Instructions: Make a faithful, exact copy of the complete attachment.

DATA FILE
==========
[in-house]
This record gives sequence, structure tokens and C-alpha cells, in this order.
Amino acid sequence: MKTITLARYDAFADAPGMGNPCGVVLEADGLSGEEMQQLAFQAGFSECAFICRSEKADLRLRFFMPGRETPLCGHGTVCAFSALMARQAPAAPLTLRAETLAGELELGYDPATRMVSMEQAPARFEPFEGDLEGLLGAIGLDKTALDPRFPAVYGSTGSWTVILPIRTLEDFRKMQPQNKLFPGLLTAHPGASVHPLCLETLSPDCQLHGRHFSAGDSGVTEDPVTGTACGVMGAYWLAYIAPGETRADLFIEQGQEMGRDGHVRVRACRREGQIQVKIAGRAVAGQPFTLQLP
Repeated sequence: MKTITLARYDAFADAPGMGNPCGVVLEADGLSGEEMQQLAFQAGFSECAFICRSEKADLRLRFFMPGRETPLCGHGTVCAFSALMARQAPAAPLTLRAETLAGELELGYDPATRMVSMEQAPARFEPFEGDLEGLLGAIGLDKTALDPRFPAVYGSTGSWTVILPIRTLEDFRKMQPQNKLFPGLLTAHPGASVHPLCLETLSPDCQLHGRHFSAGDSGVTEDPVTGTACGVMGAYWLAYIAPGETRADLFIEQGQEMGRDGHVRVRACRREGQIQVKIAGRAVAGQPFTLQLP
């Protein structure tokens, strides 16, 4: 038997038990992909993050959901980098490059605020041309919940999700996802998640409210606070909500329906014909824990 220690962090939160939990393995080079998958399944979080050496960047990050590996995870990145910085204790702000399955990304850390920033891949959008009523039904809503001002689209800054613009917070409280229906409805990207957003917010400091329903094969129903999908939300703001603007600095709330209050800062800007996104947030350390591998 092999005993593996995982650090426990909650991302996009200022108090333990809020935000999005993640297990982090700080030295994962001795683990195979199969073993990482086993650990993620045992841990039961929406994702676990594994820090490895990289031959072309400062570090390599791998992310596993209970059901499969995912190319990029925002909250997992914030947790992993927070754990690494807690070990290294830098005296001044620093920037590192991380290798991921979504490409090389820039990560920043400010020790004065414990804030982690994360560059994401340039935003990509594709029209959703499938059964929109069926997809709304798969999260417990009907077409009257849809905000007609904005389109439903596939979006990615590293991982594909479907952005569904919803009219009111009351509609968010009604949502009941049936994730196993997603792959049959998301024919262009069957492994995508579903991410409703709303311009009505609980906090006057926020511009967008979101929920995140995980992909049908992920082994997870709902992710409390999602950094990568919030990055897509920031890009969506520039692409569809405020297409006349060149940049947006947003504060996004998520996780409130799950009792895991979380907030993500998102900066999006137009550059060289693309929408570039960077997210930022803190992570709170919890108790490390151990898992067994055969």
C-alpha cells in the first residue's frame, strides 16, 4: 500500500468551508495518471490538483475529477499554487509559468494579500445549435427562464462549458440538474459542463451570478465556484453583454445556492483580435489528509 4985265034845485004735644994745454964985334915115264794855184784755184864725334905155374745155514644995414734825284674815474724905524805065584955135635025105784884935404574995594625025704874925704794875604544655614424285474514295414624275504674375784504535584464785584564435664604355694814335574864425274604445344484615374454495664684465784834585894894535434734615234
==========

[in-house]
This record gives sequence, structure tokens and C-alpha cells, in this order.
Amino acid sequence: MKTITLARYDAFADAPGMGNPCGVVLEADGLSGEEMQQLAFQAGFSECAFICRSEKADLRLRFFMPGRETPLCGHGTVCAFSALMARQAPAAPLTLRAETLAGELELGYDPATRMVSMEQAPARFEPFEGDLEGLLGAIGLDKTALDPRFPAVYGSTGSWTVILPIRTLEDFRKMQPQNKLFPGLLTAHPGASVHPLCLETLSPDCQLHGRHFSAGDSGVTEDPVTGTACGVMGAYWLAYIAPGETRADLFIEQGQEMGRDGHVRVRACRREGQIQVKIAGRAVAGQPFTLQLP
Repeated sequence: MKTITLARYDAFADAPGMGNPCGVVLEADGLSGEEMQQLAFQAGFSECAFICRSEKADLRLRFFMPGRETPLCGHGTVCAFSALMARQAPAAPLTLRAETLAGELELGYDPATRMVSMEQAPARFEPFEGDLEGLLGAIGLDKTALDPRFPAVYGSTGSWTVILPIRTLEDFRKMQPQNKLFPGLLTAHPGASVHPLCLETLSPDCQLHGRHFSAGDSGVTEDPVTGTACGVMGAYWLAYIAPGETRADLFIEQGQEMGRDGHVRVRACRREGQIQVKIAGRAVAGQPFTLQLP
């Protein structure tokens, strides 16, 4: 038997038990992909993050959901980098490059605020041309919940999700996802998640409210606070909500329906014909824990 220690962090939160939990393995080079998958399944979080050496960047990050590996995870990145910085204790702000399955990304850390920033891949959008009523039904809503001002689209800054613009917070409280229906409805990207957003917010400091329903094969129903999908939300703001603007600095709330209050800062800007996104947030350390591998 092999005993593996995982650090426990909650991302996009200022108090333990809020935000999005993640297990982090700080030295994962001795683990195979199969073993990482086993650990993620045992841990039961929406994702676990594994820090490895990289031959072309400062570090390599791998992310596993209970059901499969995912190319990029925002909250997992914030947790992993927070754990690494807690070990290294830098005296001044620093920037590192991380290798991921979504490409090389820039990560920043400010020790004065414990804030982690994360560059994401340039935003990509594709029209959703499938059964929109069926997809709304798969999260417990009907077409009257849809905000007609904005389109439903596939979006990615590293991982594909479907952005569904919803009219009111009351509609968010009604949502009941049936994730196993997603792959049959998301024919262009069957492994995508579903991410409703709303311009009505609980906090006057926020511009967008979101929920995140995980992909049908992920082994997870709902992710409390999602950094990568919030990055897509920031890009969506520039692409569809405020297409006349060149940049947006947003504060996004998520996780409130799950009792895991979380907030993500998102900066999006137009550059060289693309929408570039960077997210930022803190992570709170919890108790490390151990898992067994055969």
C-alpha cells in the first residue's frame, strides 16, 4: 500500500468551508495518471490538483475529477499554487509559468494579500445549435427562464462549458440538474459542463451570478465556484453583454445556492483580435489528509 4985265034845485004735644994745454964985334915115264794855184784755184864725334905155374745155514644995414734825284674815474724905524805065584955135635025105784884935404574995594625025704874925704794875604544655614424285474514295414624275504674375784504535584464785584564435664604355694814335574864425274604445344484615374454495664684465784834585894894535434734615234